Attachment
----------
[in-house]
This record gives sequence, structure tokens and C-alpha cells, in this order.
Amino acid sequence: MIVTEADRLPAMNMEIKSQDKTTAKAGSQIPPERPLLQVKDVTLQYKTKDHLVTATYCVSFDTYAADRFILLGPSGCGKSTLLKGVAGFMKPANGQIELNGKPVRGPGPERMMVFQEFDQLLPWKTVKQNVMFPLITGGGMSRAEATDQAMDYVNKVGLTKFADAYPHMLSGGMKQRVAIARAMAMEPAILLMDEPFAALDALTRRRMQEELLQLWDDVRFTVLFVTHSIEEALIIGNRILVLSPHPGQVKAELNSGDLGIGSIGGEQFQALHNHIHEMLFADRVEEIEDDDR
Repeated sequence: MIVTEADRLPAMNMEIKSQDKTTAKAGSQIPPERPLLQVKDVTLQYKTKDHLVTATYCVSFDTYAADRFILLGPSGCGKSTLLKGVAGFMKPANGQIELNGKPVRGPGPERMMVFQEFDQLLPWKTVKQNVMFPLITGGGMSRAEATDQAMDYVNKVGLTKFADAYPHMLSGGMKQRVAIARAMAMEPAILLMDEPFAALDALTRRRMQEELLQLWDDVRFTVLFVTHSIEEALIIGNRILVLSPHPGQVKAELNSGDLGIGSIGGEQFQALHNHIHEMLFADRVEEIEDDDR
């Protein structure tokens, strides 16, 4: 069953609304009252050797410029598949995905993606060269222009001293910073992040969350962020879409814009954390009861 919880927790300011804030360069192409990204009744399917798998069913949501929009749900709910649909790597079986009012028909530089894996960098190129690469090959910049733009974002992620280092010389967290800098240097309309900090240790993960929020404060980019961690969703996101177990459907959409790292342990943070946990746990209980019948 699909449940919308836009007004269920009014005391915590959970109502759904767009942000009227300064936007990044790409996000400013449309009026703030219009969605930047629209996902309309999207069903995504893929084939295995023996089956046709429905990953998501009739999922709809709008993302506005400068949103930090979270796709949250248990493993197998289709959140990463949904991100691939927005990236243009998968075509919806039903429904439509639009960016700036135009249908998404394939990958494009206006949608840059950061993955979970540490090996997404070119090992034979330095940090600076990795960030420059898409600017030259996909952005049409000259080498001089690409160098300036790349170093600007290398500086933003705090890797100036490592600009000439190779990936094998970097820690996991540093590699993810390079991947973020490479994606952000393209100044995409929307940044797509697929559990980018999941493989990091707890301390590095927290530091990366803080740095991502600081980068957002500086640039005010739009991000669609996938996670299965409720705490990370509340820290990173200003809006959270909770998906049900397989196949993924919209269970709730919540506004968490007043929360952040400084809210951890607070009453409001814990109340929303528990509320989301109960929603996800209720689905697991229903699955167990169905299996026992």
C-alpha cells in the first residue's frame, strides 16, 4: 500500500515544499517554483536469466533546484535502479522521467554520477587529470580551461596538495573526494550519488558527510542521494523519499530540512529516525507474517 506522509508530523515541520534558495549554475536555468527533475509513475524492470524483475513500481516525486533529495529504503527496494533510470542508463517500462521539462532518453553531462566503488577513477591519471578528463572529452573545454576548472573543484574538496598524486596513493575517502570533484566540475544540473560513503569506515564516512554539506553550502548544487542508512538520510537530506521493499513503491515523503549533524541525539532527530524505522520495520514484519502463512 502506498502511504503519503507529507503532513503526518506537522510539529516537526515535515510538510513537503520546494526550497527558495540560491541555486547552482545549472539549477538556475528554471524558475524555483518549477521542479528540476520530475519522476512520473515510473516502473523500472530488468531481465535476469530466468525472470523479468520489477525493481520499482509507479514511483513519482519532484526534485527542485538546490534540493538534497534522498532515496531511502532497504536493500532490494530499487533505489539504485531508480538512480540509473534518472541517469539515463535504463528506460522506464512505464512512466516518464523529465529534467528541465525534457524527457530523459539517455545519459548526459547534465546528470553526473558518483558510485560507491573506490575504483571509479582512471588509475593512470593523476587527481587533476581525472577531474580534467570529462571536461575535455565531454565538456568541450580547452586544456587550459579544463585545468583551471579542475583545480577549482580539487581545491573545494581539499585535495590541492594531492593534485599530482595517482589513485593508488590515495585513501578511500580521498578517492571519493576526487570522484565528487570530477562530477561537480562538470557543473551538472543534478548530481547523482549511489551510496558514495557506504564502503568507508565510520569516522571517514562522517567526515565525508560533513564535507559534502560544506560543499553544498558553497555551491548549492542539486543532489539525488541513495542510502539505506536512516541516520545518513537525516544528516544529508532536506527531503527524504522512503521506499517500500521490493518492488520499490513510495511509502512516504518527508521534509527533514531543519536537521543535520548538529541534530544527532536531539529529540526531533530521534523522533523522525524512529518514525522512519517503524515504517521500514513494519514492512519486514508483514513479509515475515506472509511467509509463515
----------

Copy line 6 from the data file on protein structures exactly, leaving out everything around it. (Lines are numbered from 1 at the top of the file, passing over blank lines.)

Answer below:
C-alpha cells in the first residue's frame, strides 16, 4: 500500500515544499517554483536469466533546484535502479522521467554520477587529470580551461596538495573526494550519488558527510542521494523519499530540512529516525507474517 506522509508530523515541520534558495549554475536555468527533475509513475524492470524483475513500481516525486533529495529504503527496494533510470542508463517500462521539462532518453553531462566503488577513477591519471578528463572529452573545454576548472573543484574538496598524486596513493575517502570533484566540475544540473560513503569506515564516512554539506553550502548544487542508512538520510537530506521493499513503491515523503549533524541525539532527530524505522520495520514484519502463512 502506498502511504503519503507529507503532513503526518506537522510539529516537526515535515510538510513537503520546494526550497527558495540560491541555486547552482545549472539549477538556475528554471524558475524555483518549477521542479528540476520530475519522476512520473515510473516502473523500472530488468531481465535476469530466468525472470523479468520489477525493481520499482509507479514511483513519482519532484526534485527542485538546490534540493538534497534522498532515496531511502532497504536493500532490494530499487533505489539504485531508480538512480540509473534518472541517469539515463535504463528506460522506464512505464512512466516518464523529465529534467528541465525534457524527457530523459539517455545519459548526459547534465546528470553526473558518483558510485560507491573506490575504483571509479582512471588509475593512470593523476587527481587533476581525472577531474580534467570529462571536461575535455565531454565538456568541450580547452586544456587550459579544463585545468583551471579542475583545480577549482580539487581545491573545494581539499585535495590541492594531492593534485599530482595517482589513485593508488590515495585513501578511500580521498578517492571519493576526487570522484565528487570530477562530477561537480562538470557543473551538472543534478548530481547523482549511489551510496558514495557506504564502503568507508565510520569516522571517514562522517567526515565525508560533513564535507559534502560544506560543499553544498558553497555551491548549492542539486543532489539525488541513495542510502539505506536512516541516520545518513537525516544528516544529508532536506527531503527524504522512503521506499517500500521490493518492488520499490513510495511509502512516504518527508521534509527533514531543519536537521543535520548538529541534530544527532536531539529529540526531533530521534523522533523522525524512529518514525522512519517503524515504517521500514513494519514492512519486514508483514513479509515475515506472509511467509509463515